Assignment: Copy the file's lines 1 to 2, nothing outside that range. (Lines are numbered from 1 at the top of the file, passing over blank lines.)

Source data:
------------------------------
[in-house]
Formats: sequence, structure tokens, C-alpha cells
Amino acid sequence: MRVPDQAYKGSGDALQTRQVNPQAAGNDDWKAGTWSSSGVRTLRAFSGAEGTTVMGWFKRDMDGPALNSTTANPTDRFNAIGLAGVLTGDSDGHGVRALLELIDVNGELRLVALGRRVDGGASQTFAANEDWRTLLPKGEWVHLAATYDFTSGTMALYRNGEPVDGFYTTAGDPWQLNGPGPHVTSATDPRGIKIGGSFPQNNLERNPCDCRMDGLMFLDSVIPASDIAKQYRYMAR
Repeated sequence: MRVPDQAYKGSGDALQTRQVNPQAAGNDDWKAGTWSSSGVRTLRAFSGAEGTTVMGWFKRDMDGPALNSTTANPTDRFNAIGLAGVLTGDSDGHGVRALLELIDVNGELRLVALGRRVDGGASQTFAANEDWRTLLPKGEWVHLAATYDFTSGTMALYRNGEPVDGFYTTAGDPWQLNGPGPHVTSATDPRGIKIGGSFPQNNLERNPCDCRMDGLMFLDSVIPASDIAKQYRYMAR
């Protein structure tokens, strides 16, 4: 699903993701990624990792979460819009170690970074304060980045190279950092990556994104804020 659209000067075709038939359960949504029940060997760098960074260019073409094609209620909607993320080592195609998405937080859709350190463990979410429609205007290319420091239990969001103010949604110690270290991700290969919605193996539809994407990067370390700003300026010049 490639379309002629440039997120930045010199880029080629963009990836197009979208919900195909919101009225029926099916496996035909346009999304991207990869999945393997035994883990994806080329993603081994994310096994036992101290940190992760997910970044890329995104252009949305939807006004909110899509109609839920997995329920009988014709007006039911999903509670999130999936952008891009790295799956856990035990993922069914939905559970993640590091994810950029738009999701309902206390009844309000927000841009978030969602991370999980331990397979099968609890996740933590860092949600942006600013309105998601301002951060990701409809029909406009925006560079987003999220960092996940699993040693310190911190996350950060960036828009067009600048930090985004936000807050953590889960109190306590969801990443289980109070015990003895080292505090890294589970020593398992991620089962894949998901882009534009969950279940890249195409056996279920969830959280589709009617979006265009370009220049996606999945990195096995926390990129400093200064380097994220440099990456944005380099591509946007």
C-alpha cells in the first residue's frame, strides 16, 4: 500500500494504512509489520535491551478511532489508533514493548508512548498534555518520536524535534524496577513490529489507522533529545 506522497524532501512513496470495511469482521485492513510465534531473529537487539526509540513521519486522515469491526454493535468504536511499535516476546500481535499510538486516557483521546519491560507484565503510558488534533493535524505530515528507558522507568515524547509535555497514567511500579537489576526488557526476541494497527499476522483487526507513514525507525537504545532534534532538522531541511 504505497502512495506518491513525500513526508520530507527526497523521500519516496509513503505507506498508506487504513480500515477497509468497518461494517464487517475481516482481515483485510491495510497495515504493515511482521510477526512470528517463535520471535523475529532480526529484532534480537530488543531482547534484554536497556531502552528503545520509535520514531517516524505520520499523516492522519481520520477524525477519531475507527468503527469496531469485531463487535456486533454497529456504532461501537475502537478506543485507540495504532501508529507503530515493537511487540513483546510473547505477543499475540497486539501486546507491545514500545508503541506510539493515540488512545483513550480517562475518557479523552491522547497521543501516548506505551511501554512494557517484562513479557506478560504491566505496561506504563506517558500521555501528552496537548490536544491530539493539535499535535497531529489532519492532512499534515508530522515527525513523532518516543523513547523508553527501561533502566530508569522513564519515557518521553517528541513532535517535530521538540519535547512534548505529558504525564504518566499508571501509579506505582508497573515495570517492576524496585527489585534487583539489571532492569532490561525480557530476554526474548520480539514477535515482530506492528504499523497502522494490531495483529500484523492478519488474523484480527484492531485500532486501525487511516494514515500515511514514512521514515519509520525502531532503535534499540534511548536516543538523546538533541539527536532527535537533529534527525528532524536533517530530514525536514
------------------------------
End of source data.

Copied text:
[in-house]
Formats: sequence, structure tokens, C-alpha cells